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War on Everyone: Vulgar, Smart, Random and More Vulgar

February 28, 2017

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War on Everyone is a mean little thing that creates a world full of terrible people, horrible deaths and vulgar dialogue. Initially, it keeps you at a distance with its adherence to profanity but as it moves along you begin to the sync with the nastiness and it becomes a lot of fun. Director/writer John Michael McDonagh (The Guard, Calvary) is one of my favorite directors I love how his comedies are pitch black but feature heart amidst the nihilism. The Guard, Calvary and War on Everyone are 100% unsafe and McDonagh has proven himself to be a writer who hunts out controversy and makes it palatable.  I don’t think that War on Everyone comes anywhere near McDonagh’s first two films but it proves he is willing to step out of his wheelhouse and find coherence in chaos. I love what David Fear of Rolling Stone had to say about the movie and its comparison to 1990’s Tarantino:

This is not just a superior knock-off but a literate refinement of a formula, one that the director can tweak enough to organically include sex, drugs and namedropping André Breton, Yukio Mishima, Simone de Beauvoir and Pythagoras.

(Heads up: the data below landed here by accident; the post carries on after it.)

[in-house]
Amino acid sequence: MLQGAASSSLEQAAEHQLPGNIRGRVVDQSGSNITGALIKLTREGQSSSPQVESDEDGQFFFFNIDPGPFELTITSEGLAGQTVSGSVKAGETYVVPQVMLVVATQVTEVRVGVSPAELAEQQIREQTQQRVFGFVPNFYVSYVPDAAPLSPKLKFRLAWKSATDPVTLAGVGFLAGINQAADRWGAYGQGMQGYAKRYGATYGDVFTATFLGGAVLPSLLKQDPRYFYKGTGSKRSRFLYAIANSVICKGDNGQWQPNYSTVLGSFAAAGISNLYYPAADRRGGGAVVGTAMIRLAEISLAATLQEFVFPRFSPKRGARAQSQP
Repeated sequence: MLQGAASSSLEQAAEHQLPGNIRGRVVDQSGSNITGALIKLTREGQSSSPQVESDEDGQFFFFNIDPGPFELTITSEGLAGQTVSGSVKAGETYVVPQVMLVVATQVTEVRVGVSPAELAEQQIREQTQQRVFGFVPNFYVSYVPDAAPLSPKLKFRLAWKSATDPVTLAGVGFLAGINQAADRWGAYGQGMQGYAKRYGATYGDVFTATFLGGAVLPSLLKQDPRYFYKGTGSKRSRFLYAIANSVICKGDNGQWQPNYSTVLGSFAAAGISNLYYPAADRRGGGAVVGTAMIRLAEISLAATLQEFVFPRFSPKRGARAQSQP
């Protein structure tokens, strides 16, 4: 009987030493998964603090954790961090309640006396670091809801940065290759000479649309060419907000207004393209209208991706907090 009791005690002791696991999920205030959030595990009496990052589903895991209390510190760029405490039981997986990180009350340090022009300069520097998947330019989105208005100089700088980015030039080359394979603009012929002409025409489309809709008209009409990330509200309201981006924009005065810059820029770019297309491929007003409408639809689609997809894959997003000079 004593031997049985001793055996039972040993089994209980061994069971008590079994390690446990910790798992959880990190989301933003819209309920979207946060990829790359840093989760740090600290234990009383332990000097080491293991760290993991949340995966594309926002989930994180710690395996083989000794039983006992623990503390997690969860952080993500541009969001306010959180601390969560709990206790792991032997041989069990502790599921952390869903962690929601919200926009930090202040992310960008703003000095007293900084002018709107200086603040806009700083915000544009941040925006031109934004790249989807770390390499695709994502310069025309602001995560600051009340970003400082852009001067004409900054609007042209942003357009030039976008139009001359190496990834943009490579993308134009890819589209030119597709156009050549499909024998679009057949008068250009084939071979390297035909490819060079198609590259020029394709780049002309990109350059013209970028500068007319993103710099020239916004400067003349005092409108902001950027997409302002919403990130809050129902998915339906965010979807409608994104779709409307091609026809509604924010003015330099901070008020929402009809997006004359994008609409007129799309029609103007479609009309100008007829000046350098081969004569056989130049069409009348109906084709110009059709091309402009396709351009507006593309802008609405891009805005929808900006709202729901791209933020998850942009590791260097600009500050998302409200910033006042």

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War on Everyone focuses on two New Mexico cops Bob Bolano (Michael Pena) and Terry Monroe (Alexander Skarsgard) who spend their days hurting people, doing drugs and hitting mimes with their 1970’s muscle car. They eventually find themselves on the losing end of a million dollar heist and proceed to get their money back. The problem is they are in over their heads and things get more dangerous and ludicrous as they make their way up the criminal food chain. The journey into the criminal underground eventually pits them against  dangerous British Lord/pornography king James Mangan (Theo James) and his squirrelly bodyguard Birdwell (Caleb Landry Jones). From there, things get weird, violent and overly reliant on Glen Campbell music.

War on Everyone is a unique movie that features an oddball rhythm and many tonal shifts. You could break it down in several sentences but that synopsis wouldn’t do it justice. I’ll admit I was nervous during the first 15 minutes but I began to relax and embrace the insanity of a film that sends it heroes to Iceland for one hilarious sight gag. I appreciated how everyone involved dived headlong into the insanity and trusted McDonagh to not make them look terrible. Michael Pena works wonder with McDonagh’s rapid fire dialogue and Skarsgard manages to blend melancholy with rage and showcase skills you didn’t know he had.

If you are looking for a vulgar and chaotic experience I totally recommend War on Everyone.

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One Comment leave one →
  1. February 28, 2017 9:43 am

    It feels like it’s funnier than it actually is. Still, there is some fun to be had. Nice review.

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